Trade surplus soars but Debbie hit looms

By Marty Silk
(Australian Associated Press)

Australia’s trade surplus rose close to a record high in February, but weaker imports and commodity prices reveal risks to economic growth, economists say.

The trade surplus rose to $3.6 billion – the second highest level ever – from $1.5 billion in January, according to seasonally adjusted figures from the Australian Bureau of Statistics.

Exports – mainly coal and iron ore – rose by $469 million, or 1.5 per cent, but the big driver was a $1.6 billion, or five per cent, slump in imports, mainly in consumer and producer goods.

Citi economists said the Reserve Bank of Australia will be concerned about February falling imports as they indicate weak household spending, which accounts for about 60 per cent of gross domestic product.

“This data comes one day after the disappointing retail sales numbers that showed an ongoing decline in discretionary spending,” they said.

“With businesses paring back consumption imports in February, it looks as if consumer-facing businesses are expecting a continuation of soft household spending.”

UBS economists also noted that commodity prices have been the main driver of Australia’s trade surplus over the past year but warned export values have been down in recent months and are set to dip further after Cyclone Debbie hit Queensland last week.

Rail closures caused by flooding from Cyclone Debbie could last up to six weeks and knock out about $2 billion worth of coal exports in March and April, the UBS team said.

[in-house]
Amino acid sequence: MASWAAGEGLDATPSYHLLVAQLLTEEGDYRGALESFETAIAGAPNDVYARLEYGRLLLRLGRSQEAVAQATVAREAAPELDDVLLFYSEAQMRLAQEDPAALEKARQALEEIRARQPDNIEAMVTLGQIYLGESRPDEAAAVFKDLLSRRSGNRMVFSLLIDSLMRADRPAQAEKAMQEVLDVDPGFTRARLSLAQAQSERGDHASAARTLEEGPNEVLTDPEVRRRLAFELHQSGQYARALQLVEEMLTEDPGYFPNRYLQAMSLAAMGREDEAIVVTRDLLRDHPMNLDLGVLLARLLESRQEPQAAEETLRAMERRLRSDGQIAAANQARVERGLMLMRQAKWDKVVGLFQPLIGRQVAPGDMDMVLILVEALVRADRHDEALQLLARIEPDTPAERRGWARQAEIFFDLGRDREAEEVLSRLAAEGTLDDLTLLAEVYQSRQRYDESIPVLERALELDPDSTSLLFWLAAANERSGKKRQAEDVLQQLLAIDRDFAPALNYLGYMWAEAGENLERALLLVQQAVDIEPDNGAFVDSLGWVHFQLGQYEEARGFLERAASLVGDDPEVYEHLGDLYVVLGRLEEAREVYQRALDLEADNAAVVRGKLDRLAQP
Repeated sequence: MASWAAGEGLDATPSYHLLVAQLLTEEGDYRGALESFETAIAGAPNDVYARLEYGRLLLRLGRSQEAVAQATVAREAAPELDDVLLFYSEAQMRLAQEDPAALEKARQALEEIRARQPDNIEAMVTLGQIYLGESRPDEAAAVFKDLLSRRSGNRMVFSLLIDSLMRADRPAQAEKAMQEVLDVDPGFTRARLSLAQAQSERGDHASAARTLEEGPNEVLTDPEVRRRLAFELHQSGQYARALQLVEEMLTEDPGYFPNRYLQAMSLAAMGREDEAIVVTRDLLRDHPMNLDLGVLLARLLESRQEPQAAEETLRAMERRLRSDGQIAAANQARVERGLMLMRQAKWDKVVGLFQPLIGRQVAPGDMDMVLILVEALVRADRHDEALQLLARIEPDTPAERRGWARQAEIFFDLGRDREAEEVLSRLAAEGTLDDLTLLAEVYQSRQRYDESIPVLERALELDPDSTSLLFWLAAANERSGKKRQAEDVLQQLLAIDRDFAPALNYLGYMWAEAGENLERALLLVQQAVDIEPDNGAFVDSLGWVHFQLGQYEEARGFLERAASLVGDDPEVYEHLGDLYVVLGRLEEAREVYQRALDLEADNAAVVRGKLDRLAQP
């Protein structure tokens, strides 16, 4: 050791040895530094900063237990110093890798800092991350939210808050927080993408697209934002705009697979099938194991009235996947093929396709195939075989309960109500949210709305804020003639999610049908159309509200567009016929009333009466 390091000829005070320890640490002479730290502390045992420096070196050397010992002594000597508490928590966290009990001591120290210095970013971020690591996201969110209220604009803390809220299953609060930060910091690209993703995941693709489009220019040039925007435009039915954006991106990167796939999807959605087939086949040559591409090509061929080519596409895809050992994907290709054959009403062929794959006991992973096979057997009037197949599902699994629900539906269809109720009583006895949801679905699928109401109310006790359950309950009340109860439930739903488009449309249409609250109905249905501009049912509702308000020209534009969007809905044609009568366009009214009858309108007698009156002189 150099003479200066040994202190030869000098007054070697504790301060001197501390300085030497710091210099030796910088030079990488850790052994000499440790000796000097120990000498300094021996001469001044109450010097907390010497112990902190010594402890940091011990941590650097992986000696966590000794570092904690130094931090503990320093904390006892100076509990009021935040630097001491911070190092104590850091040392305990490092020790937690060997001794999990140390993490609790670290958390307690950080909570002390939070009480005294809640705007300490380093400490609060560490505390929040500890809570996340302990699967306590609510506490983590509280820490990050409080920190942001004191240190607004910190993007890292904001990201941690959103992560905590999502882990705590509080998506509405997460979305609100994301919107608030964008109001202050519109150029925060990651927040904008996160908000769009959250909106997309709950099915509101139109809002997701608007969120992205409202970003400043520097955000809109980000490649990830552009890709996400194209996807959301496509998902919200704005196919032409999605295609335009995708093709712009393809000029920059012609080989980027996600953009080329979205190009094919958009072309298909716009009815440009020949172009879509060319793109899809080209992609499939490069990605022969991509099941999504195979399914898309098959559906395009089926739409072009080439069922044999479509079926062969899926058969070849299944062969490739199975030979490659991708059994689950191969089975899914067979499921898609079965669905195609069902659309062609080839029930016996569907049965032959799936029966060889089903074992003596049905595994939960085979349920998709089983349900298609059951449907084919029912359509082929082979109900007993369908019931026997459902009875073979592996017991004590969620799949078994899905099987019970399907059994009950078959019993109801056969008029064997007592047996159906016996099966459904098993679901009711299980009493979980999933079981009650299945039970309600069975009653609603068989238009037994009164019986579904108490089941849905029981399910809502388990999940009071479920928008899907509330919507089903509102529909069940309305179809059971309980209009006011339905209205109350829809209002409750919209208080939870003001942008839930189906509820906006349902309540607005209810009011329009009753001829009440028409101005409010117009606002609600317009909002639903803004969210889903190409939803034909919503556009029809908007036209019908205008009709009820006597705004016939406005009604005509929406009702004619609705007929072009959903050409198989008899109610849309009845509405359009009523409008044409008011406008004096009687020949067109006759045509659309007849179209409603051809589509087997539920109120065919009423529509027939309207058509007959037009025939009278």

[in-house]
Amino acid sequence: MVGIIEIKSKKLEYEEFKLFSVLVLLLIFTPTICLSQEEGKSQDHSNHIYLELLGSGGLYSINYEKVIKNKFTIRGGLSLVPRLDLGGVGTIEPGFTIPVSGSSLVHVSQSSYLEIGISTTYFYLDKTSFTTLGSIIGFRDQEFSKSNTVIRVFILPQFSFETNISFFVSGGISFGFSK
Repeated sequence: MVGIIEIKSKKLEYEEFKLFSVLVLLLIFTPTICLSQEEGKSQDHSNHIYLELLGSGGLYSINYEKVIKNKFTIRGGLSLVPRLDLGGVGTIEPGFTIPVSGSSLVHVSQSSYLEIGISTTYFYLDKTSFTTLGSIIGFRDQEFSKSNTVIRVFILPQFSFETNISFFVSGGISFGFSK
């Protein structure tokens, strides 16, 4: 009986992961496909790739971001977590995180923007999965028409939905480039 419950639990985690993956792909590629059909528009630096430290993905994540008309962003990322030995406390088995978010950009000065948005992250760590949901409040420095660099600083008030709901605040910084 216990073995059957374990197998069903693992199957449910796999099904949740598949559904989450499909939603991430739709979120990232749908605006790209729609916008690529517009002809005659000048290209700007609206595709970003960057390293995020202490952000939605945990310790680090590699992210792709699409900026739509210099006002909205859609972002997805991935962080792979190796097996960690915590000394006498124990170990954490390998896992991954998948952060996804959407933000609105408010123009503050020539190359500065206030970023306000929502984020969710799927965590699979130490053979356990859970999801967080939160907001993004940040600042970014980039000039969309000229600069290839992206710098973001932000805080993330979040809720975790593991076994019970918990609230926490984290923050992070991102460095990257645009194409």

“While at face value, this implies a notable hit to second quarter real GDP growth, there is likely to be a much faster recovery in production, and some offset from inventories and reconstruction,” they said.

UBS economists expect the overall impact of Cyclone Debbie to be much smaller than Cyclone Yasi in 2011, which hit the mining, agriculture and tourism sectors hard.

Yasi was estimated by the RBA to have wiped 0.75 per cent from that year’s March quarter GDP, when the economy contracted by 1.2 per cent.

JP Morgan economist Tom Kennedy said he has been expecting coal prices to gradually slide through this year, so any sustained lift in pricing caused by supply disruptions could boost Australia’s terms of trade outlook.

Overall, however, a fall in coal export shipments was expected to be a drag on second quarter GDP growth.

“That said, we are not yet able to quantify the impact on GDP, with the true extent of the damage not yet known,” Mr Kennedy said.

“We expect the RBA to look through much of this weakness given the transitory nature of the disruption.”


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